Richard Thaler

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Richard Thaler
Richard Thaler.jpg
Richard Thaler in 2012.
Born (1945-09-12) September 12, 1945 (age 72)
East Orange, New Jersey
Nationality United States
Institution University of Chicago Booth School of Business 1995–
Johnson Graduate School of Management 1978–1995
Field Behavioral finance
Alma mater University of Rochester (M.A. 1970, Ph.D. 1974)
Case Western Reserve University (B.A. 1967)
Newark Academy
Sherwin Rosen
Influences Daniel Kahneman, Herbert A. Simon
Information at IDEAS / RePEc

Richard H. Thaler (/ˈθlər/; born September 12, 1945) is an American economist and the Ralph and Dorothy Keller Distinguished Service Professor of Behavioral Science and Economics at the University of Chicago Booth School of Business.

He is perhaps best known as a theorist in behavioral finance, and for his collaboration with Daniel Kahneman and others in further defining that field.

As writer[edit]


Thaler has written a number of books intended for a lay reader on the subject of behavioral finance, including Quasi-rational Economics and The Winner's Curse, the latter of which contains many of his Anomalies columns revised and adapted for a popular audience. His leitmotif is that market-based approaches are incomplete: he is quoted as saying "conventional economics assumes that people are highly-rational – super-rational – and unemotional. They can calculate like a computer and have no self-control problems."[1]

Most recently, Thaler is author of Misbehaving: The Making of Behavioral Economics (W. W. Norton & Company, May 11, 2015) ISBN 978-0393080940.

Thaler is coauthor, with Cass Sunstein, of Nudge: Improving Decisions About Health, Wealth, and Happiness (Yale University Press, 2008). Nudge discusses how public and private organizations can help people make better choices in their daily lives. "People often make poor choices – and look back at them with bafflement!" Thaler and Sunstein write. "We do this because as human beings, we all are susceptible to a wide array of routine biases that can lead to an equally wide array of embarrassing blunders in education, personal finance, health care, mortgages and credit cards, happiness, and even the planet itself." Thaler and his co-author coined the term choice architect.

Other writing[edit]

Thaler gained some attention in the field of economics for publishing a regular column in the Journal of Economic Perspectives from 1987 to 1990 titled Anomalies,[2] in which he documented individual instances of economic behavior that seemed to violate traditional microeconomic theory.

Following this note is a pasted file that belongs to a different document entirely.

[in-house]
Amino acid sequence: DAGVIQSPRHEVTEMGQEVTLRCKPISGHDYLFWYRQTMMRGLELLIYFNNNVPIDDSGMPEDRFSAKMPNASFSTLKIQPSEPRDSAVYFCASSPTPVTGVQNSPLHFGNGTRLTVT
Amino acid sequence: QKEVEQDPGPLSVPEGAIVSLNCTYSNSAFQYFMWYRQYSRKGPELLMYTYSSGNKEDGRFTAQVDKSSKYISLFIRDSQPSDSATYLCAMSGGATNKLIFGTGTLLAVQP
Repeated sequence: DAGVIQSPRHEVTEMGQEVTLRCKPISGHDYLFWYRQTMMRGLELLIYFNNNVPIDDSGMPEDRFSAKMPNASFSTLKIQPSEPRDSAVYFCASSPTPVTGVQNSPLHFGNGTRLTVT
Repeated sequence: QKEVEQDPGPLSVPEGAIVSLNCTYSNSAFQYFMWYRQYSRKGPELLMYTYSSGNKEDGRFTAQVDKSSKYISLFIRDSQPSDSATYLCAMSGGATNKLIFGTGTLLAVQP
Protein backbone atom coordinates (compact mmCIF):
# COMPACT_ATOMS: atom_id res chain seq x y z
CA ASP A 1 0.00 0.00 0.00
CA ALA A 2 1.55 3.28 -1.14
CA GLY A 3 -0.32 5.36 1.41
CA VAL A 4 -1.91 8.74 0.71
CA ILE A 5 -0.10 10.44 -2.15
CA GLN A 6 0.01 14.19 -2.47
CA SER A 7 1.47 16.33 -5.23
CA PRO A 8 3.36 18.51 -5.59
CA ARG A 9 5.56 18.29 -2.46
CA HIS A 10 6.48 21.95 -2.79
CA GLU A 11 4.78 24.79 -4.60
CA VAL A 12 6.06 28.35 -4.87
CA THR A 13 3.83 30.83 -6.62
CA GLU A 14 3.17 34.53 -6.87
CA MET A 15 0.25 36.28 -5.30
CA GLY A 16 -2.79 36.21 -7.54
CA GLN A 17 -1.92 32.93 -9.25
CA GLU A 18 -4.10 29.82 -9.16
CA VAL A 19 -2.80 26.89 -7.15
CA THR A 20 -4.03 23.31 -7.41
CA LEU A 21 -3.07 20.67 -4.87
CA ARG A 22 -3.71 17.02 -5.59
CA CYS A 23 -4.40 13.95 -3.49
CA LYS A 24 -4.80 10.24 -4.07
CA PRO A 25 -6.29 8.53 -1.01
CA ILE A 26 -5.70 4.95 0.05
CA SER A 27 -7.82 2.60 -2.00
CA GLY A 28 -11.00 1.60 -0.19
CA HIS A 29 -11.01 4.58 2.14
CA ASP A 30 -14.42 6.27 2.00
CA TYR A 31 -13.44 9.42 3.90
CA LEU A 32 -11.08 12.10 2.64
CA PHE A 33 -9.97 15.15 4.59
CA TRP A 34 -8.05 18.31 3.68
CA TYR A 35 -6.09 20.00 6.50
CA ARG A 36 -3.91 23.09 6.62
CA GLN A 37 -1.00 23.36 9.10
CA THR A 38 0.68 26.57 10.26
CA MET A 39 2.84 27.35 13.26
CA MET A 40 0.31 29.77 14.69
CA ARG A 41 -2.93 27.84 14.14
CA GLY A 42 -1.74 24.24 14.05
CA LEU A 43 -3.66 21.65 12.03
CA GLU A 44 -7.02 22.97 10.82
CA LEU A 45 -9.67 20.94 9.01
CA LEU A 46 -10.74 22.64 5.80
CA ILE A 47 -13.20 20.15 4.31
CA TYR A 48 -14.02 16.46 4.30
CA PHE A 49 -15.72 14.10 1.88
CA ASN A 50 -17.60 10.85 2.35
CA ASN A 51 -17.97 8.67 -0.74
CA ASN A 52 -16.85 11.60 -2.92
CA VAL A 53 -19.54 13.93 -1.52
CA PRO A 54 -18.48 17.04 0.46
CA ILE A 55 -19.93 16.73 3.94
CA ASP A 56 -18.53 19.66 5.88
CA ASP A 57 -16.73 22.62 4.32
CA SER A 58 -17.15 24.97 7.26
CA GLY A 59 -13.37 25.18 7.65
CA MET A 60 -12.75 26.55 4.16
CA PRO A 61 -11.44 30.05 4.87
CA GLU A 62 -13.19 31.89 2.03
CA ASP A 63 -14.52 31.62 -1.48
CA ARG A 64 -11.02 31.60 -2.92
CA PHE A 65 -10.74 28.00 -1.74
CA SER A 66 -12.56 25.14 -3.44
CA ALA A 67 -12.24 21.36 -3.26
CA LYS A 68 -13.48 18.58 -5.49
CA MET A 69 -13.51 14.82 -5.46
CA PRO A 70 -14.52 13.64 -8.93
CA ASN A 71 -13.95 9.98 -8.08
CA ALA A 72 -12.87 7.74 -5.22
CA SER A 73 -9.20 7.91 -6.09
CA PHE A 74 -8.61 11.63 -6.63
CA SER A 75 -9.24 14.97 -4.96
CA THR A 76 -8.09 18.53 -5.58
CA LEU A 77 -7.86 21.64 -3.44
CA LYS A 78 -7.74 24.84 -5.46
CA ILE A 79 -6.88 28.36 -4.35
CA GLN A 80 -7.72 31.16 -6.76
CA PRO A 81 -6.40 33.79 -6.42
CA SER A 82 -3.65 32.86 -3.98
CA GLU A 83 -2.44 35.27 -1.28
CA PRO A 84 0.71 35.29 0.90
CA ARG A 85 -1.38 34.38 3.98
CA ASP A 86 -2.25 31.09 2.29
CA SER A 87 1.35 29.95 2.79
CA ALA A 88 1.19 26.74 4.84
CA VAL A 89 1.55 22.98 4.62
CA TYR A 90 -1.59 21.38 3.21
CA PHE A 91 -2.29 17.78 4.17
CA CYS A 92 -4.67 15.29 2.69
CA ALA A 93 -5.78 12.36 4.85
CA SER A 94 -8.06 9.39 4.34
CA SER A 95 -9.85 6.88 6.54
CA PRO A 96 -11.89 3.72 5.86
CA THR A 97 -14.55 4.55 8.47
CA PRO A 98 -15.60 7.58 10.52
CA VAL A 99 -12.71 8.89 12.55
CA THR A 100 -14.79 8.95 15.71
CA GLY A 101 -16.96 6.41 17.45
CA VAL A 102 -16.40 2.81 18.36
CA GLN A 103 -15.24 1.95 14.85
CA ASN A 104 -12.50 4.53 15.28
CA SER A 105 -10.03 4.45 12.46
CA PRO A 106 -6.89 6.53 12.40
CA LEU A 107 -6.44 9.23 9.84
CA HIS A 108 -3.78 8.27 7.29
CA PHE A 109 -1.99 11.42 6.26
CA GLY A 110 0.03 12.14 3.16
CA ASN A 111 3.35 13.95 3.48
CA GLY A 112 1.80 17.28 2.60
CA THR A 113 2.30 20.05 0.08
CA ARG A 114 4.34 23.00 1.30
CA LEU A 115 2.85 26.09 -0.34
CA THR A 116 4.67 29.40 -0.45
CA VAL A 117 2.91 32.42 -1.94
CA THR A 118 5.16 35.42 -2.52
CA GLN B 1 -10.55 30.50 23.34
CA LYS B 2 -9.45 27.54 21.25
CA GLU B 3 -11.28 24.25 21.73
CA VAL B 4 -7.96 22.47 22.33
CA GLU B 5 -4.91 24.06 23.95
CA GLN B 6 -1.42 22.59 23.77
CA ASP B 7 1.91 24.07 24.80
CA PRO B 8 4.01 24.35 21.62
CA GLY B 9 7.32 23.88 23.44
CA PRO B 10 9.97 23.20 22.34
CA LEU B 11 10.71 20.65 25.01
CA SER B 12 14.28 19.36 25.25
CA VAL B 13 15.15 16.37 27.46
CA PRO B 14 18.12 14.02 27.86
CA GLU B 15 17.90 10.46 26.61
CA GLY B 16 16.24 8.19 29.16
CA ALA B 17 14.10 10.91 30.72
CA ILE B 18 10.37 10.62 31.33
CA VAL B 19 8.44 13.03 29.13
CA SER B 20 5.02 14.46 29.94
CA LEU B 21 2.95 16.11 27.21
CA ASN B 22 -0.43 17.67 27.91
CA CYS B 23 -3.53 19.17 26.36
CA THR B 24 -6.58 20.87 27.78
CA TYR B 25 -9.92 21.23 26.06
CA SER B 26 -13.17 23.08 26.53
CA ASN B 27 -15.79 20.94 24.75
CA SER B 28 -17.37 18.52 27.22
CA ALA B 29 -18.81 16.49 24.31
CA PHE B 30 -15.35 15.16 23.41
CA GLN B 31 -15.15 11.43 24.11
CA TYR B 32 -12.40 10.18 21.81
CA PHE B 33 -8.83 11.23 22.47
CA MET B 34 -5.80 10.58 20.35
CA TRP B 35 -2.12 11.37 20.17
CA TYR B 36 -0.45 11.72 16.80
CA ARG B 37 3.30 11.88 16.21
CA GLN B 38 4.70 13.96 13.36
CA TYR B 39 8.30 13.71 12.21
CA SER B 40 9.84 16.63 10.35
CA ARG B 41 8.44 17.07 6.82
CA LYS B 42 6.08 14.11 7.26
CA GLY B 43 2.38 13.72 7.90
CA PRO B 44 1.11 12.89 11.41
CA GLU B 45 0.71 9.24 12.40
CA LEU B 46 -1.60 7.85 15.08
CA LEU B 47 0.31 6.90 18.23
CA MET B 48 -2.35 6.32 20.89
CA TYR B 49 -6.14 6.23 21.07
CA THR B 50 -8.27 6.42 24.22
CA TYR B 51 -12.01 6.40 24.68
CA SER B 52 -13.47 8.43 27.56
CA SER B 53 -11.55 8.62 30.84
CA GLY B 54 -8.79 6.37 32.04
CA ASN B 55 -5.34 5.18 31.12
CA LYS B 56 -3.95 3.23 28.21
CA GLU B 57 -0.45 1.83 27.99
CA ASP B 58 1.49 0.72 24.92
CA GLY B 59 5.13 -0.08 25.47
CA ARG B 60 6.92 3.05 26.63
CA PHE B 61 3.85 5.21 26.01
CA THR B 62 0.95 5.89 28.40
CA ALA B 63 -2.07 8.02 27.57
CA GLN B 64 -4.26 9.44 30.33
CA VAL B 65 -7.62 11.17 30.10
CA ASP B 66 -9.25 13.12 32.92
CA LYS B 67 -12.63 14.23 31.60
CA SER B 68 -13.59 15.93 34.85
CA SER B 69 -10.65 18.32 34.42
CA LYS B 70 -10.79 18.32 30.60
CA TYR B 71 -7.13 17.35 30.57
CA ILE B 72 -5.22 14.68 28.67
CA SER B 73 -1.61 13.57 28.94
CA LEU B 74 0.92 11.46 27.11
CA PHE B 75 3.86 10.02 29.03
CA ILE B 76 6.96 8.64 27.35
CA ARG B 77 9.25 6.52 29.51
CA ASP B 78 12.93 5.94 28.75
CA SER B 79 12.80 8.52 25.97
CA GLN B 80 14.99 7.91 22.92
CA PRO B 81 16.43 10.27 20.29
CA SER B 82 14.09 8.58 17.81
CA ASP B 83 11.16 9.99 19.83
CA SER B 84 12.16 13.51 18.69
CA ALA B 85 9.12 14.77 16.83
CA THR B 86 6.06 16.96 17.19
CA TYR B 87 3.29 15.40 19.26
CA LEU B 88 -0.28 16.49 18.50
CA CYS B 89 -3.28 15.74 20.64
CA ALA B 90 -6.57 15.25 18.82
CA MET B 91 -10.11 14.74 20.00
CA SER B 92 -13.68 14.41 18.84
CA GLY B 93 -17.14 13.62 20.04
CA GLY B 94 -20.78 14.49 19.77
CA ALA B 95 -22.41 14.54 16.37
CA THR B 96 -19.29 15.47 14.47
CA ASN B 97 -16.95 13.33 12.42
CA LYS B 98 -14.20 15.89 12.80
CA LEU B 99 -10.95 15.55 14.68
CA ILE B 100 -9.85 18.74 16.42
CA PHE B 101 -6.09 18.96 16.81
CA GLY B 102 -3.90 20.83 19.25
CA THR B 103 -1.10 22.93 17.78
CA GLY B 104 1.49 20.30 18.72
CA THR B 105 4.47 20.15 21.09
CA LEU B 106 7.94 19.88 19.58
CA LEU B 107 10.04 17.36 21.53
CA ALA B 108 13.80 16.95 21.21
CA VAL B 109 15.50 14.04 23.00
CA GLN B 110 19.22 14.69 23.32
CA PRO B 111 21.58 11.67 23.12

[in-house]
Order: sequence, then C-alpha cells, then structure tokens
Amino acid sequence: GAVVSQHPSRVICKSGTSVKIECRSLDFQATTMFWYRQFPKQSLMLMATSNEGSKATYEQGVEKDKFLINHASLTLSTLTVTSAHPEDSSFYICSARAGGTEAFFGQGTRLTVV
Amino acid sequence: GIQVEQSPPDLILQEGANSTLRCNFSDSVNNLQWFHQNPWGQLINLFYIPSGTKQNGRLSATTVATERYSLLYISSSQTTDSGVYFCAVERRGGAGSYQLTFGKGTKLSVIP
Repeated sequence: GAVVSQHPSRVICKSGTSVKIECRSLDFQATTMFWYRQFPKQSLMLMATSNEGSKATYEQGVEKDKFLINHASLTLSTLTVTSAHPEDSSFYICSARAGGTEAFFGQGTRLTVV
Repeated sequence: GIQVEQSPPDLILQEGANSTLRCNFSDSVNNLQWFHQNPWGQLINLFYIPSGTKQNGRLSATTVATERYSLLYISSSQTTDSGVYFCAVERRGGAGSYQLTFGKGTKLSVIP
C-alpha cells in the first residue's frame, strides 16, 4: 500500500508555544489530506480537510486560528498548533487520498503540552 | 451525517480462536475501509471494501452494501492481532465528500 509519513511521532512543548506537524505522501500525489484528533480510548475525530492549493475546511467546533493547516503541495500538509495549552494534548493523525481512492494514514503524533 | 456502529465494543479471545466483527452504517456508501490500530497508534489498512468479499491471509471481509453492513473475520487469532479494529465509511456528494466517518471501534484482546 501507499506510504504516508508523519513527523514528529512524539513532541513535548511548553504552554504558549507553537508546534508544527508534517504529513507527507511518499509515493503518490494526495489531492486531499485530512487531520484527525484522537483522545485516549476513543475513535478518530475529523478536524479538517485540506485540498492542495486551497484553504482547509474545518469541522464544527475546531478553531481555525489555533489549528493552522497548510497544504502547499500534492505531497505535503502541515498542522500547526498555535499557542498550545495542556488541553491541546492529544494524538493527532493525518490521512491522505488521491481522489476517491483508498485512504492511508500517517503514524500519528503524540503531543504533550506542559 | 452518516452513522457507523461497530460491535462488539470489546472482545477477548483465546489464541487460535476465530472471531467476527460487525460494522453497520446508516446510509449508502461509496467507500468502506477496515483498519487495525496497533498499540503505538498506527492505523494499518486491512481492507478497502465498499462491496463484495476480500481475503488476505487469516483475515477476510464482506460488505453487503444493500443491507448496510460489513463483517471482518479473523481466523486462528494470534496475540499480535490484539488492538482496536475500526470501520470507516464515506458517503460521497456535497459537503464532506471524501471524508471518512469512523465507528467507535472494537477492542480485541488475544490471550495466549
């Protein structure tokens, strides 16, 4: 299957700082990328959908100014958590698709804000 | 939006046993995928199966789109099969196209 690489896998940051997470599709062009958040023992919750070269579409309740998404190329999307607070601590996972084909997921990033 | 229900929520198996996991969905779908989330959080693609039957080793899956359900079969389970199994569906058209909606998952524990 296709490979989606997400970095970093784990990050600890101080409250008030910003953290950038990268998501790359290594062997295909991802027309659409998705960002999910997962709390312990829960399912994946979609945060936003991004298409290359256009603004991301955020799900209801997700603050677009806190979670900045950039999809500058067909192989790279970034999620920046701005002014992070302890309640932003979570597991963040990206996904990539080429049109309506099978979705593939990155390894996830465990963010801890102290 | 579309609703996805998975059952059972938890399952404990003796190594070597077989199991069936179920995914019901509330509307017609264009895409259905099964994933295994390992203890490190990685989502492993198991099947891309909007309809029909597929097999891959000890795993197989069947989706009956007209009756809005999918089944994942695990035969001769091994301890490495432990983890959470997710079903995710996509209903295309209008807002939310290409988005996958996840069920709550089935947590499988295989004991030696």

In one of his most recent papers,[3] Thaler and colleagues analyzed the choices of contestants appearing in the popular TV game show Deal or No Deal and found support for behavioralists' claims of path-dependent risk attitudes. He has also studied cooperation in the UK game show Golden Balls.[4]

As a columnist for the New York Times News Service, Thaler has begun a series of economic solutions for some of America's financial woes, beginning with "Selling parts of the radio spectrum could help pare US deficit," with references to Thomas Hazlett's ideas for reform of the U.S. Federal Communications Commission (FCC) and making television broadcast frequency available for improving wireless technology, reducing costs, and generating revenue for the US government.[5]

Other work[edit]

Thaler also is the founder of an asset management firm, Fuller & Thaler Asset Management,[6] that says a group of investors will capitalize on cognitive biases such as the endowment effect, loss aversion and status quo bias.

Thaler cameoed as himself in the 2015 film The Big Short,[7] alongside Selena Gomez to explain the hot-hand fallacy.



See also[edit]


  1. ^ David Orrell's Economyths, p. 123
  2. ^ "Anomalies". Archived from the original on August 29, 2006. Retrieved April 26, 2008. 
  3. ^ "Deal or No Deal? Decision Making under Risk in a Large-Payoff Game Show". SSRN 636508Freely accessible. 
  4. ^ "Split or Steal? Cooperative Behavior When the Stakes Are Large". SSRN 1592456Freely accessible. 
  5. ^ "Selling parts of the radio spectrum could help pare US deficit". 
  6. ^ "Fuller & Thaler Asset Management – Behavioral Investing". 
  7. ^ "The Big Short Somehow Makes Subprime Mortgages Entertaining". December 11, 2015. Retrieved April 8, 2016. 

External links[edit]